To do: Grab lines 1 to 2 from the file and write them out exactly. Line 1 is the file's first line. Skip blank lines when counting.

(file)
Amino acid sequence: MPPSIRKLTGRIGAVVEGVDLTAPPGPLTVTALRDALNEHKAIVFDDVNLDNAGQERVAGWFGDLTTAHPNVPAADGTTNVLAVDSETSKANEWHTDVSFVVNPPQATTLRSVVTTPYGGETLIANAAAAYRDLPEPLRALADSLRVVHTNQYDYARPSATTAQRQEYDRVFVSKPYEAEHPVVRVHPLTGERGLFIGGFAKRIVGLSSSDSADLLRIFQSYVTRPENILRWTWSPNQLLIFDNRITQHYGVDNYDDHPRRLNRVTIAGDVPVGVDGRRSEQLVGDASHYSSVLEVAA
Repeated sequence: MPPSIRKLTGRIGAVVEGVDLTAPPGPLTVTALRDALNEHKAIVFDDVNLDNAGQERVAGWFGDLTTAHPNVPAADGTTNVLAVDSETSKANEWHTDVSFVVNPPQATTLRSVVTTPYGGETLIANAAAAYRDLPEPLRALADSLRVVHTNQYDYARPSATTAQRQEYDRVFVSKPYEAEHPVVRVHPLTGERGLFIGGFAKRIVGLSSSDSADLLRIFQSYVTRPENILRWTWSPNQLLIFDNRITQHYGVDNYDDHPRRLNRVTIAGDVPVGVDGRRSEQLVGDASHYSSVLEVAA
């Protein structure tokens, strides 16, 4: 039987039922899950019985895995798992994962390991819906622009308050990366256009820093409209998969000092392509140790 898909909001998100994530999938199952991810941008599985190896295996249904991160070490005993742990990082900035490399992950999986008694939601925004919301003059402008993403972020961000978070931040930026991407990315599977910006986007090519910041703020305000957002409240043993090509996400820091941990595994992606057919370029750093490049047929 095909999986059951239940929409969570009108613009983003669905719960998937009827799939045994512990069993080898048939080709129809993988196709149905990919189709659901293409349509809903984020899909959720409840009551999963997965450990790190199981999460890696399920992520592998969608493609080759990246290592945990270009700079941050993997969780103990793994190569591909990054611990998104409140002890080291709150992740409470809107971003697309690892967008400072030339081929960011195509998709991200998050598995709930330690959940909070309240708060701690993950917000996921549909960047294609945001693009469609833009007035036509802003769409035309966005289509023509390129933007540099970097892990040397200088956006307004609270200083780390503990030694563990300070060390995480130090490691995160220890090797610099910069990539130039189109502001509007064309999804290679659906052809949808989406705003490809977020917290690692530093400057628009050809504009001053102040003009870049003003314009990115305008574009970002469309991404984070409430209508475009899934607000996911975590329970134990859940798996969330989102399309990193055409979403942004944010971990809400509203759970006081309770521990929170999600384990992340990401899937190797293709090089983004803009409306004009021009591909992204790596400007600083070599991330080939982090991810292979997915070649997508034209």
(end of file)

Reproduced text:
Amino acid sequence: MPPSIRKLTGRIGAVVEGVDLTAPPGPLTVTALRDALNEHKAIVFDDVNLDNAGQERVAGWFGDLTTAHPNVPAADGTTNVLAVDSETSKANEWHTDVSFVVNPPQATTLRSVVTTPYGGETLIANAAAAYRDLPEPLRALADSLRVVHTNQYDYARPSATTAQRQEYDRVFVSKPYEAEHPVVRVHPLTGERGLFIGGFAKRIVGLSSSDSADLLRIFQSYVTRPENILRWTWSPNQLLIFDNRITQHYGVDNYDDHPRRLNRVTIAGDVPVGVDGRRSEQLVGDASHYSSVLEVAA
Repeated sequence: MPPSIRKLTGRIGAVVEGVDLTAPPGPLTVTALRDALNEHKAIVFDDVNLDNAGQERVAGWFGDLTTAHPNVPAADGTTNVLAVDSETSKANEWHTDVSFVVNPPQATTLRSVVTTPYGGETLIANAAAAYRDLPEPLRALADSLRVVHTNQYDYARPSATTAQRQEYDRVFVSKPYEAEHPVVRVHPLTGERGLFIGGFAKRIVGLSSSDSADLLRIFQSYVTRPENILRWTWSPNQLLIFDNRITQHYGVDNYDDHPRRLNRVTIAGDVPVGVDGRRSEQLVGDASHYSSVLEVAA